Date: Fri, 12 Aug 2022 05:10:50 +0000 (UTC) Message-ID: <1791061391.5710.1660281050737@localhost> Subject: Exported From Confluence MIME-Version: 1.0 Content-Type: multipart/related; boundary="----=_Part_5709_399800610.1660281050736" ------=_Part_5709_399800610.1660281050736 Content-Type: text/html; charset=UTF-8 Content-Transfer-Encoding: quoted-printable Content-Location: file:///C:/exported.html Estimation of the probability p after having observed s successe= s in n trials

# Estimation of the probability p after having observed s successes i= n n trials

#### The idea

The results for the Binomial and Negative Binomial distribu= tions are both modeling randomness: that is to say th= at they are returning probability distributions of possible future outcomes= . At times, however, we are looking back at the results of a binomial proce= ss and wish to determine one of the parameters. For example, we may have ob= served n trials of which s were successes and from that i= nformation would like to estimate p. This binomial probability is = a fundamental property of the stochastic system and can never be observed, = but we can become progressively more certain about its true value by collec= ting data.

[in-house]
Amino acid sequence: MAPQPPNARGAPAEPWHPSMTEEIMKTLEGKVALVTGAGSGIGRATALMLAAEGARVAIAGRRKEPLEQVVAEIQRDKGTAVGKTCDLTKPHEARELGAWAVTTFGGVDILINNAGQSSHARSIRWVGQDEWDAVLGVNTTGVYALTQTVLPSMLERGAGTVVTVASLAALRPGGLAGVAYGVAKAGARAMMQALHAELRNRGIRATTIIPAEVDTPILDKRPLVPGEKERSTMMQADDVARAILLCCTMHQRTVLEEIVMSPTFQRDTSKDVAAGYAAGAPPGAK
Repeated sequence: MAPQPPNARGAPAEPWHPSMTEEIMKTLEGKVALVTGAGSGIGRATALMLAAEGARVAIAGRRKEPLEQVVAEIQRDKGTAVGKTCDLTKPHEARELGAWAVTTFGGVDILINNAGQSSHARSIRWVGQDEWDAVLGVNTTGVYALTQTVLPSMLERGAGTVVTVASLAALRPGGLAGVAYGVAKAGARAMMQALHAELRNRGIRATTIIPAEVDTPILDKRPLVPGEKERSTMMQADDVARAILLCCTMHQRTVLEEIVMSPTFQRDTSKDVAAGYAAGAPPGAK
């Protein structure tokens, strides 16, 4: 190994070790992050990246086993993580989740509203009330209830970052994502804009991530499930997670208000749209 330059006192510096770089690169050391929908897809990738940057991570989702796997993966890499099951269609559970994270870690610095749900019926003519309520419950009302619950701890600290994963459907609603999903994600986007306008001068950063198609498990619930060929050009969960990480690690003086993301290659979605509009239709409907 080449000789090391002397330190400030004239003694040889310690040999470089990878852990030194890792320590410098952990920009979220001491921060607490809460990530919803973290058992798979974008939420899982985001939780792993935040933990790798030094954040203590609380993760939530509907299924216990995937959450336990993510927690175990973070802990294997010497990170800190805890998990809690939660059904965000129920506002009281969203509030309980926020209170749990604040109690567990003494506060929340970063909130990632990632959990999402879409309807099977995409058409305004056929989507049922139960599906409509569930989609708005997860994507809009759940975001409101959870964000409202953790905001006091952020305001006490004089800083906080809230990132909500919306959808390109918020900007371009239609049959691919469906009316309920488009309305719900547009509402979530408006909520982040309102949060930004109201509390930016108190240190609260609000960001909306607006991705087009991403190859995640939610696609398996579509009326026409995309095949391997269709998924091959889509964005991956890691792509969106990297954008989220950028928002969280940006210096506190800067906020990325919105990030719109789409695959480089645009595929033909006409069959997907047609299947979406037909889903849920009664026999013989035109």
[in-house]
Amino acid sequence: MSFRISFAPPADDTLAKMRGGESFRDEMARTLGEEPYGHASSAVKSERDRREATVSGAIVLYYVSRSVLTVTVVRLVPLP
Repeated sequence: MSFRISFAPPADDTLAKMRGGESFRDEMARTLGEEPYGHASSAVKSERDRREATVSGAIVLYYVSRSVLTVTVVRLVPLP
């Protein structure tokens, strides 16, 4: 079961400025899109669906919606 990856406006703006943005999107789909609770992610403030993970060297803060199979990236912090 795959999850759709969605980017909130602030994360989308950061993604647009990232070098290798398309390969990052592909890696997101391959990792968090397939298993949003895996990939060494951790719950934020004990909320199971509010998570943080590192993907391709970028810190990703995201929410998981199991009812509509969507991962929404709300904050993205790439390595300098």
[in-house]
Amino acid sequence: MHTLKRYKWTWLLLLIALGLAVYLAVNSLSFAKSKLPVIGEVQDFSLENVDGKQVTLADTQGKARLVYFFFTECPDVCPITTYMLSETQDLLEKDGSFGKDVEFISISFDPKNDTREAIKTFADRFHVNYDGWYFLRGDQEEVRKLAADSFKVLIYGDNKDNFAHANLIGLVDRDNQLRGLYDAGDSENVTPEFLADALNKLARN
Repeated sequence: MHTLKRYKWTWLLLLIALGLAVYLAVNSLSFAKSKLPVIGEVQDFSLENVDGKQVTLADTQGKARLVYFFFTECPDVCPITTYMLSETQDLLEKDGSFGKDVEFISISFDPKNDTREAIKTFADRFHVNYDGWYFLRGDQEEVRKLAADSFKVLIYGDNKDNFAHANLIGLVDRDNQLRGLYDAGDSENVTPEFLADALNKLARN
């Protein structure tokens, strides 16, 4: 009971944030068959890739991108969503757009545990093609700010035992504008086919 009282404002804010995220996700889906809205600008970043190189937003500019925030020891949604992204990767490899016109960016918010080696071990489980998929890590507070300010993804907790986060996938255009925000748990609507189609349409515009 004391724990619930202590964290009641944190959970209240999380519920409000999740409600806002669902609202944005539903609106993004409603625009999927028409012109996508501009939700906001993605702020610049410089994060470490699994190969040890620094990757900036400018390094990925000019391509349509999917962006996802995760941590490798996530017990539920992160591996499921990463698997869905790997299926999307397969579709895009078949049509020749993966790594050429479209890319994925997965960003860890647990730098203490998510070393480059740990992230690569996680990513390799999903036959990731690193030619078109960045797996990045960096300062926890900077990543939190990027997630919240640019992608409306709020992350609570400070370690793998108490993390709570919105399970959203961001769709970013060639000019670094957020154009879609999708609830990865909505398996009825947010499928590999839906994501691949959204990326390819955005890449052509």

#### modeling the uncertainty about p

##### Bayesian statistics

If we have observed s su= ccesses in n random trials, a Bayesia= n analysis gives the conveniently simple result:

p=3DBeta(s+a, n-s+b, 1)<= /p>

where a Beta(a,b,1) prio= r is assumed.

The Beta(1,1,1) is a Uni= form(0,1) distribution - often considered appropriate as an uninformed prior, in which case we have:

p=3DBeta(s+1, n-s+1,1)

The Beta distribution can be used this way because it i= s a conjugate distribution to the binomial likeliho= od function.

##### Classical statistics

Three methods for the es= timation of p are discussed here.

##### Comparison between estimation methods<= /h5> A comparison of the clas= sical and Bayesian methods of estimating p is provided here.
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